Sickle Cell Anemia Affects a Family in Malawi

Consolatta’s Story

Alick and Consolatta Kazinga with their children Geoffrey and Rehema
Alick and Consolatta Kazinga with their children, Geoffrey and Rehema

It is always heartbreaking whenever a mother sees her child sick. For Consolatta Kazinga, the situation was worse as she watched her two children on hospital beds, suffering from sickle cell anemia and waiting to receive blood. Learn how sickle cell anemia affects a family in Malawi through Consolatta’s story.

Consolatta is mother to 13-year-old Geoffrey and 9-year-old Rehema. They were both born healthy babies at Kasese Health Center.

Everything was well with Geoffrey, her first born, until he turned 4 months old. From then on, he became ill multiple times and was taken to different hospitals to no avail. Despite different doctors’ efforts, Geoffrey was not diagnosed with anything serious until he turned 13. Geoffrey’s frequent illnesses affected his performance in school.

How Sickle Cell Anemia affects one family in Malawi

In February of 2022, Geoffrey got so sick that he required a blood transfusion. Orant Charities’ Kasese Health Center clinicians referred him to Madisi hospital to get tested for sickle cell disease.

“I had never heard of that disease so I took it lightly. I did not take my son to Madisi  hospital as advised by the clinicians at Kasese Health Center. Instead, I took him home and I was just giving him pain killers,” explains Consolatta.

After 2 days of staying at home and taking painkillers, Geoffrey’s body became very swollen, which was Consolatta’s wakeup call. She knew something serious was wrong with her son and she rushed him to the hospital where he was diagnosed with sickle cell anemia.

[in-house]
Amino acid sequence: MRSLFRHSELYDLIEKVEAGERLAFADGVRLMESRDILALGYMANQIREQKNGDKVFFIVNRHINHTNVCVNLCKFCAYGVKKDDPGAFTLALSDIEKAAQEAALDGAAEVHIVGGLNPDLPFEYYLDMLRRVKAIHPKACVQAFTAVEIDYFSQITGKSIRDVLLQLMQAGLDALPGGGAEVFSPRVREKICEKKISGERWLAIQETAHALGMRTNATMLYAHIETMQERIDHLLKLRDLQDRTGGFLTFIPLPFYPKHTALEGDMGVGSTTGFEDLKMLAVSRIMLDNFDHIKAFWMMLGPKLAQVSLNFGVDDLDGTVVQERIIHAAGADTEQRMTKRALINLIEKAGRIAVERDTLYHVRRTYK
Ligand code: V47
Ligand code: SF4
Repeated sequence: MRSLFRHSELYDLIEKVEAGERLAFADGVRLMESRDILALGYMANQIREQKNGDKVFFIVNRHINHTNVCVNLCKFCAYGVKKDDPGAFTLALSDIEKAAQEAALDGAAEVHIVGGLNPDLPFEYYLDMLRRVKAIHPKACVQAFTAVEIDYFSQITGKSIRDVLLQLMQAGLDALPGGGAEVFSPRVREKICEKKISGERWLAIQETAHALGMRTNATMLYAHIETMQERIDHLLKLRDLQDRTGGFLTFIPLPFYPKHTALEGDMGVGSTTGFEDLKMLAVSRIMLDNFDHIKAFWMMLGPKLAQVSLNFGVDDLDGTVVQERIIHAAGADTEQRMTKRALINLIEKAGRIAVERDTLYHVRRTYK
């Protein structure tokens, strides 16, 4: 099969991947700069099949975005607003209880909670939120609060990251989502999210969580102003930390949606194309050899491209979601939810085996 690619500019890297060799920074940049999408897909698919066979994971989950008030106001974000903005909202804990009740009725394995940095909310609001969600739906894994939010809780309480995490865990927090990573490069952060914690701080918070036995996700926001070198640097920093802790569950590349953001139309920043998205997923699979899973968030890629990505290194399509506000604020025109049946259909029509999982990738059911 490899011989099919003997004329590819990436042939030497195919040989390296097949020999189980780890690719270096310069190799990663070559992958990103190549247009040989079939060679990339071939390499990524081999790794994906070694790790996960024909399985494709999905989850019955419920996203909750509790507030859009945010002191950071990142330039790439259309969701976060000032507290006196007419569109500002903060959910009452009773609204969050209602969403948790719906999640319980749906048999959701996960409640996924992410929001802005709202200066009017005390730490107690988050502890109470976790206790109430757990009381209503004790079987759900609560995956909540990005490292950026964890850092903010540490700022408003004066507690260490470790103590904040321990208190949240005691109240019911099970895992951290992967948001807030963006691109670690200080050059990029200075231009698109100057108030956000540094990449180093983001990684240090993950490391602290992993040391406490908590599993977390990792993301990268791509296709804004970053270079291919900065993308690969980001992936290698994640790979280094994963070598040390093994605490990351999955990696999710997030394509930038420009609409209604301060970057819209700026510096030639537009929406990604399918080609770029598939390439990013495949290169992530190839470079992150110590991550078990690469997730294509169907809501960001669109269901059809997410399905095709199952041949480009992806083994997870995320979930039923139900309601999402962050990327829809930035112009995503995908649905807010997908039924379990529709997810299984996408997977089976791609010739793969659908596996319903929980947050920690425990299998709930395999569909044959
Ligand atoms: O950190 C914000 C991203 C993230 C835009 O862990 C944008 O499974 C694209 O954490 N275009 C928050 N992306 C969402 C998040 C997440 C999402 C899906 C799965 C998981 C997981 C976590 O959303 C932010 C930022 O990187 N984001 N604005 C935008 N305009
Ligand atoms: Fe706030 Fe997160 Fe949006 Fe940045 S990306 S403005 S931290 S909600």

Sickle cell disease affects children the world over

Sickle cell anemia is one of a group of inherited disorders that affects the shape of red blood cells, which carry oxygen to all parts of the body. Red blood cells are usually round and flexible, so they move easily through blood vessels, but in sickle cell anemia, some red blood cells are shaped like sickles or crescent moons.

There’s no cure for most people with sickle cell anemia. Treatments can only relieve pain and help prevent complications associated with the disease. Thus, after being diagnosed with sickle cell disease, Geoffrey received medication to relieve pain and he started getting better.

When both children become ill, it takes a toll on the parents

However, at a moment when Consolatta and her husband Alick thought things were going to get better, something worse happened. Her daughter, Rehema, became ill as well with signs and symptoms similar to those that Geoffrey had. Consolatta rushed her daughter to Kasese Health Center. Since the clinicians had Consolatta’s son medical history, they suspected Rehema could have the same problem from the symptoms she presented. They referred her to Madisi hospital to get tested. Rehema was also diagnosed with sickle cell disease and was given medication.

“It was a heavy burden for my husband and I to bear. Our only children being diagnosed with sickle cell felt like the world was coming to an end for us. We feared that we could lose them both. On top of that, considering our financial standing, we could not manage to support two sick children,” says Consolatta.

Orant’s clinic provided and still provides Consolatta and her children with bus fare and medical fees.

Orant’s health care program assists children in Malawi

“Most of the people that we treat are coming from humble backgrounds. The situation becomes worse for those patients who have lifetime sicknesses and require special medical attention from Kamuzu Central Hospital. They require money for transportation every month for their visits; something that they can not afford. This is why our healthcare program helps people like Consolatta to cover such costs,” says Kasese Health Center’s Clinical Officer, Wilson Bett.

“I am always thankful to the donors for the support rendered to my two sick children. They are now healthy and neither of them has gotten sick in the past five months. Orant’s support has given me so much hope,” says Consolatta.

The Orant Journal